Our SDA Bible teachers showed pictures of the pope and pointed out the “pagan-inspired, Devil’s horns of his mitre.” Using only denominationally published theology books, they warned of the dangers of stepping outside of the church. When I finally was old enough to ask a coherent question about our doctrines, I received no biblically backed answers that made sense without quoting Ellen White.

Once, on a rainy day, my neighborhood non-Adventists (but Christian) friends invited me to go bowling with them. Excited, I naively asked my mother if I could go. She shot my dad a deflecting glance, “well, ask your father.” Giving the same answer I am sure my dad was given by his parents, he responded, “I don’t think that is something we want to do.” To my inquiry of why, his answer was typical, “Ellen White speaks against it.” That was no real answer, but I had been taught to respect, or at least obey, anything she wrote. Even if my dad had personal concerns himself, which I doubt he did, he would never have breathed them aloud. He was the principal of the SDA church school I attended and not only would spend thirty years of his life as a teacher, principal and eventually an Educational Superintendent, he also would become an ordained minister of the Adventist gospel.

With my upbringing, I could easily have become like many of my SDA friends: bitter and angry. I had a total lack of spiritual intimacy with God or a church. Although I had never gotten an accurate description of who God was, in my heart I was holding out for a God of love.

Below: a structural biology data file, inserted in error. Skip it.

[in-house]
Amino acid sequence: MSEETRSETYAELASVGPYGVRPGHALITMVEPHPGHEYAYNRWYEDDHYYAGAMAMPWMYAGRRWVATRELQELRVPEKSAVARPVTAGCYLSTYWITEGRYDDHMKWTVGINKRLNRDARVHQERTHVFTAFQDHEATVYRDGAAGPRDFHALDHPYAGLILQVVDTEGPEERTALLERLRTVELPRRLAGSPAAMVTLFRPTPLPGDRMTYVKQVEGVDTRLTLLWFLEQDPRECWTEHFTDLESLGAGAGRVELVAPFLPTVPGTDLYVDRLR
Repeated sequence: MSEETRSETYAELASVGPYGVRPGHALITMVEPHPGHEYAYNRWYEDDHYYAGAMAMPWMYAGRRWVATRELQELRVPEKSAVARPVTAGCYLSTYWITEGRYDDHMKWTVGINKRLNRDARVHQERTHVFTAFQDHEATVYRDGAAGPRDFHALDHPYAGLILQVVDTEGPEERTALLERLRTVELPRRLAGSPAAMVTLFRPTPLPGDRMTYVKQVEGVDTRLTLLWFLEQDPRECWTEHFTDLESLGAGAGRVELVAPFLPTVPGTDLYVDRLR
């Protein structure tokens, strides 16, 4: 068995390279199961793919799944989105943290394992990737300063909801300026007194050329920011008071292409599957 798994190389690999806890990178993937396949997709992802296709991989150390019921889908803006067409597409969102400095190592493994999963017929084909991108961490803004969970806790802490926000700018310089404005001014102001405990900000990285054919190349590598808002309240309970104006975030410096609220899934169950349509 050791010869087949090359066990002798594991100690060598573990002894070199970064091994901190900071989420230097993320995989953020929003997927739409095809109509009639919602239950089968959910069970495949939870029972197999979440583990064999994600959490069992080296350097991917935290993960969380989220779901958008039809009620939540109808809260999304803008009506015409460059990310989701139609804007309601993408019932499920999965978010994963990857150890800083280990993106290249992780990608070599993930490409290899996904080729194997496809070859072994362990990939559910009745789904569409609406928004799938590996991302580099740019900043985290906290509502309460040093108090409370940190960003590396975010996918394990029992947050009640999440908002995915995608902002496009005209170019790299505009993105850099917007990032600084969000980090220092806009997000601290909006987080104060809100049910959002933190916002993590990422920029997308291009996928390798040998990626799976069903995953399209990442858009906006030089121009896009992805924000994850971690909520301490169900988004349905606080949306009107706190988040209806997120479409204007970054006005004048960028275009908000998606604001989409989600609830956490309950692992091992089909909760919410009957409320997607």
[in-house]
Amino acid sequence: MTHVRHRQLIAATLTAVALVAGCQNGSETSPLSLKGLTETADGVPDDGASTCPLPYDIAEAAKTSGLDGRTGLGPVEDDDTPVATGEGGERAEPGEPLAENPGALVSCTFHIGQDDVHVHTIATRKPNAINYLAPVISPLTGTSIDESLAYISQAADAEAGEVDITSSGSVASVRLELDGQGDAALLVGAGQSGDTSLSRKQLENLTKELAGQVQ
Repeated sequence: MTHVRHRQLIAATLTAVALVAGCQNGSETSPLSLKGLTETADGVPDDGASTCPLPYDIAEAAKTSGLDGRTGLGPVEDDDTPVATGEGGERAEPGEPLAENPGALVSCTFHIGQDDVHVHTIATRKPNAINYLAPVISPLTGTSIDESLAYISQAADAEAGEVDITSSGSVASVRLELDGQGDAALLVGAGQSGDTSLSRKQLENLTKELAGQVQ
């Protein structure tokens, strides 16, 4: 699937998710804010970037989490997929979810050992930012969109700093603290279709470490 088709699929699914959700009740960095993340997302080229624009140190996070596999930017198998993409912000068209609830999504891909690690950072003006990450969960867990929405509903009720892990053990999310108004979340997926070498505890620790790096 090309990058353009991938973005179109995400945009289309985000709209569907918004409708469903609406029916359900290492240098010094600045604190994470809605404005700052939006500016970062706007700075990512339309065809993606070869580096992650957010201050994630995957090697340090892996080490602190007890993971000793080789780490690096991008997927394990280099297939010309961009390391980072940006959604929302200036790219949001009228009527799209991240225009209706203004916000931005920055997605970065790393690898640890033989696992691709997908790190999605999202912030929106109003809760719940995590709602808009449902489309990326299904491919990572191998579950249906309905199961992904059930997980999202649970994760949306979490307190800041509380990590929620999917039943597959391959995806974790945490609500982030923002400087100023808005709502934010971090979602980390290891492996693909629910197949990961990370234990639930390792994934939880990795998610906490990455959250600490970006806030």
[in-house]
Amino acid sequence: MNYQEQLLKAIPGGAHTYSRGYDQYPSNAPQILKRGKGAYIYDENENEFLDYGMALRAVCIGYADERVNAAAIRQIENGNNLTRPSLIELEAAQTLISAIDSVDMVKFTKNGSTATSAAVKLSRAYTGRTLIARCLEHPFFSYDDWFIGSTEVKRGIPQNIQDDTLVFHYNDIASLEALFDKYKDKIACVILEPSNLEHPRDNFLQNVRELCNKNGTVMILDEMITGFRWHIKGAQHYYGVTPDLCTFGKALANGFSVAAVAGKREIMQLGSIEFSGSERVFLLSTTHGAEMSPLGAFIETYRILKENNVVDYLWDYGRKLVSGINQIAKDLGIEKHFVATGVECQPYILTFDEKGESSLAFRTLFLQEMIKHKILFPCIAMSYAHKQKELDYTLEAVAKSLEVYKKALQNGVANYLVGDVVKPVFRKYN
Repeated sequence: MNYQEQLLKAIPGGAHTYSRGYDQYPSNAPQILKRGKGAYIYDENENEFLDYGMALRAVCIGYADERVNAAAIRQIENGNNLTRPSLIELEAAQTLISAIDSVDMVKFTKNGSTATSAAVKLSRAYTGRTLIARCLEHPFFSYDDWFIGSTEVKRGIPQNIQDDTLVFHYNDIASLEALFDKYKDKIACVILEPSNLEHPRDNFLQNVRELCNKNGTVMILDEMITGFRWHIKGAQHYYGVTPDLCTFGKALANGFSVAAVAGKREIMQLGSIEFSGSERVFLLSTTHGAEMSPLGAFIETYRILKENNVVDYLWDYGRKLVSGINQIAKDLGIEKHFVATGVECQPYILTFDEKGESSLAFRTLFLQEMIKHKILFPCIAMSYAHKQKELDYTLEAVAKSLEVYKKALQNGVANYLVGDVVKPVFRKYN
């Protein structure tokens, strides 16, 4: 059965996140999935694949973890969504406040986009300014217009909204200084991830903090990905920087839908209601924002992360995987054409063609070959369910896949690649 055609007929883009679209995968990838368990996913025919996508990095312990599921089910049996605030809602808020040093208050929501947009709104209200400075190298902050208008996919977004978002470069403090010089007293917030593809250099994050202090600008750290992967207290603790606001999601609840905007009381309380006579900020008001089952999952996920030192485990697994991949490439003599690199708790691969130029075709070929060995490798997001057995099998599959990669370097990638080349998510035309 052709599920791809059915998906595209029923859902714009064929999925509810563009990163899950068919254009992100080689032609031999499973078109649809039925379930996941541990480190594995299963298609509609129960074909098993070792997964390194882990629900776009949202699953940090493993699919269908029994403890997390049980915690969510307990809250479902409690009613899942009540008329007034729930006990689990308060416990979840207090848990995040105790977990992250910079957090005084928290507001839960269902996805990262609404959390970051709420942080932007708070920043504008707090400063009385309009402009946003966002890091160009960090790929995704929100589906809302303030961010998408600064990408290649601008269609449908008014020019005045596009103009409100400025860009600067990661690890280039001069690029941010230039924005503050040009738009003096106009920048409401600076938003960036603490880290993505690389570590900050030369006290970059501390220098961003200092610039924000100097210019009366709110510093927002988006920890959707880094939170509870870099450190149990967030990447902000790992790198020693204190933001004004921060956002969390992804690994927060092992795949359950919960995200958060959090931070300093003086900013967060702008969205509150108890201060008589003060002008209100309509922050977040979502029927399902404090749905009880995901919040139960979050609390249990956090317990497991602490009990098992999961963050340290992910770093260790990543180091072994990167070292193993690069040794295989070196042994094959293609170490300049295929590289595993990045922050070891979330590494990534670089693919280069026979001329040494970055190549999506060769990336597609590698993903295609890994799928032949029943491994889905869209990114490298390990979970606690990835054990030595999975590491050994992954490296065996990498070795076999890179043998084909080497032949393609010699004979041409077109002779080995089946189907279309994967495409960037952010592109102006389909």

Our Blessed Lord decided to teach me about selfless, passionate, intense love when I met my stunning wife in an Adventist boarding school in south Texas. He gave me the love of my life to teach me of His love for me. But it was going to take a while for God to get through. The beginning of marriage was tough. I was unbelievably selfish. But the Lord worked through my patient wife who was the consummate pantomime of the Lord’s sacrificing love. Yet still remaining in spiritual confusion, one Saturday I just stopped going to church. In fact for a while I told my wife I did not know if I could even believe in God.

In my thirties, I finally came to my own personal age of enlightenment. I had gotten to the point that I wanted some answers, not just for myself but for my young children that were looking to me as their father and priest of the family. And, like before, I received none through the SDA church.

My uncle David founded a Biblical Research Institute that recorded eschatology studies on audio tape. At the time I was doing sales on the road and would listen to several of the tapes each week. Some of his research was truly profound and listening to these tapes showed me that there might be another way of reading the Bible. Ellen White just may not have known what she was talking about. In one tape, “The Law,” David’s systematic explanation of God’s law in Scripture was the first time I realized it was based in love. God’s law was not a tool to kill you with but a tool He fulfilled to save you. I was struck like a lightning bolt. I had to pull over to the side of the road because I was weeping so profusely.

After this lightning bolt, I started to read C.S. Lewis’s Mere Christianity and A.W. Tozer’s The Pursuit of Man. I never knew that there was flesh on those old dry bones of religion. For the first time, between my uncle David, Lewis, and Tozer I earnestly studied spirituality. It was like these writers poured the wine of the Eucharist upon my tortured mind and it exploded to life. As God’s grace was transforming me, my wife had reached the same point but from a completely different direction.